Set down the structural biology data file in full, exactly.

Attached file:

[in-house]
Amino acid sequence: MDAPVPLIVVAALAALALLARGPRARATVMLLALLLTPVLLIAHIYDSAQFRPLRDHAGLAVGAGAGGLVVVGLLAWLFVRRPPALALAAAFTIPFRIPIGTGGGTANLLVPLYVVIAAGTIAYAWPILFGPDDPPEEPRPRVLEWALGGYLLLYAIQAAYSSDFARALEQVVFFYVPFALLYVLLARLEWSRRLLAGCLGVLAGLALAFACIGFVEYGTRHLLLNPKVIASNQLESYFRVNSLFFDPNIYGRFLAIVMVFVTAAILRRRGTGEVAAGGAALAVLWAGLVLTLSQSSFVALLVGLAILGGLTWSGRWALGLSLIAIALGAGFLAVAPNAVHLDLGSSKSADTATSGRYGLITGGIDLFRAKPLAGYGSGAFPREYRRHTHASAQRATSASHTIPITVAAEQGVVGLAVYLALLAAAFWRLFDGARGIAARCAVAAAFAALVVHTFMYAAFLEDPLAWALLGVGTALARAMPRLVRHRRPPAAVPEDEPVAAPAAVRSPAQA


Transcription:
[in-house]
Amino acid sequence: MDAPVPLIVVAALAALALLARGPRARATVMLLALLLTPVLLIAHIYDSAQFRPLRDHAGLAVGAGAGGLVVVGLLAWLFVRRPPALALAAAFTIPFRIPIGTGGGTANLLVPLYVVIAAGTIAYAWPILFGPDDPPEEPRPRVLEWALGGYLLLYAIQAAYSSDFARALEQVVFFYVPFALLYVLLARLEWSRRLLAGCLGVLAGLALAFACIGFVEYGTRHLLLNPKVIASNQLESYFRVNSLFFDPNIYGRFLAIVMVFVTAAILRRRGTGEVAAGGAALAVLWAGLVLTLSQSSFVALLVGLAILGGLTWSGRWALGLSLIAIALGAGFLAVAPNAVHLDLGSSKSADTATSGRYGLITGGIDLFRAKPLAGYGSGAFPREYRRHTHASAQRATSASHTIPITVAAEQGVVGLAVYLALLAAAFWRLFDGARGIAARCAVAAAFAALVVHTFMYAAFLEDPLAWALLGVGTALARAMPRLVRHRRPPAAVPEDEPVAAPAAVRSPAQA